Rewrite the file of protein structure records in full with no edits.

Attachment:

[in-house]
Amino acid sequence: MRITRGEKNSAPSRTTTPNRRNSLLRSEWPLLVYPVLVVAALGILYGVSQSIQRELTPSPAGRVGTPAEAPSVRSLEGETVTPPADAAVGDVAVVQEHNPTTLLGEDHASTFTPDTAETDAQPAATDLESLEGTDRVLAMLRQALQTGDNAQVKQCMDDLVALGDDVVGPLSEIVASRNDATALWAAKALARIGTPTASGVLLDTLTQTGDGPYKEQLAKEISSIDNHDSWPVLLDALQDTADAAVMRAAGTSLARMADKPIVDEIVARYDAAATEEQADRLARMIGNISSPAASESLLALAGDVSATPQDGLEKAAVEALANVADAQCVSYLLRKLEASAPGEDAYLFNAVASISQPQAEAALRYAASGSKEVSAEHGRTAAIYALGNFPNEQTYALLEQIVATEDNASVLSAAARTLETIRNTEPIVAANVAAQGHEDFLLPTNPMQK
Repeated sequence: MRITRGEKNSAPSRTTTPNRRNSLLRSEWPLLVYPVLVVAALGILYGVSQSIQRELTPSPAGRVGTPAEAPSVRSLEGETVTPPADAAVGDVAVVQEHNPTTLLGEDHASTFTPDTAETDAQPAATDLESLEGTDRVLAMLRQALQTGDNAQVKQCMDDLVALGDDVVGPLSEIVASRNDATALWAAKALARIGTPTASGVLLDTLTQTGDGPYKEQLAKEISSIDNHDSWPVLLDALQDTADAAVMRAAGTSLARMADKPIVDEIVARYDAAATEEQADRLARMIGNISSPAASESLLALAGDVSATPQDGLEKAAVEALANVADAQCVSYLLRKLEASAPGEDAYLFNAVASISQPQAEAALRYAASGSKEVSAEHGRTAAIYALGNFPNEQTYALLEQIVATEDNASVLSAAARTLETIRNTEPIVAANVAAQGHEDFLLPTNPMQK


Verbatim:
[in-house]
Amino acid sequence: MRITRGEKNSAPSRTTTPNRRNSLLRSEWPLLVYPVLVVAALGILYGVSQSIQRELTPSPAGRVGTPAEAPSVRSLEGETVTPPADAAVGDVAVVQEHNPTTLLGEDHASTFTPDTAETDAQPAATDLESLEGTDRVLAMLRQALQTGDNAQVKQCMDDLVALGDDVVGPLSEIVASRNDATALWAAKALARIGTPTASGVLLDTLTQTGDGPYKEQLAKEISSIDNHDSWPVLLDALQDTADAAVMRAAGTSLARMADKPIVDEIVARYDAAATEEQADRLARMIGNISSPAASESLLALAGDVSATPQDGLEKAAVEALANVADAQCVSYLLRKLEASAPGEDAYLFNAVASISQPQAEAALRYAASGSKEVSAEHGRTAAIYALGNFPNEQTYALLEQIVATEDNASVLSAAARTLETIRNTEPIVAANVAAQGHEDFLLPTNPMQK
Repeated sequence: MRITRGEKNSAPSRTTTPNRRNSLLRSEWPLLVYPVLVVAALGILYGVSQSIQRELTPSPAGRVGTPAEAPSVRSLEGETVTPPADAAVGDVAVVQEHNPTTLLGEDHASTFTPDTAETDAQPAATDLESLEGTDRVLAMLRQALQTGDNAQVKQCMDDLVALGDDVVGPLSEIVASRNDATALWAAKALARIGTPTASGVLLDTLTQTGDGPYKEQLAKEISSIDNHDSWPVLLDALQDTADAAVMRAAGTSLARMADKPIVDEIVARYDAAATEEQADRLARMIGNISSPAASESLLALAGDVSATPQDGLEKAAVEALANVADAQCVSYLLRKLEASAPGEDAYLFNAVASISQPQAEAALRYAASGSKEVSAEHGRTAAIYALGNFPNEQTYALLEQIVATEDNASVLSAAARTLETIRNTEPIVAANVAAQGHEDFLLPTNPMQK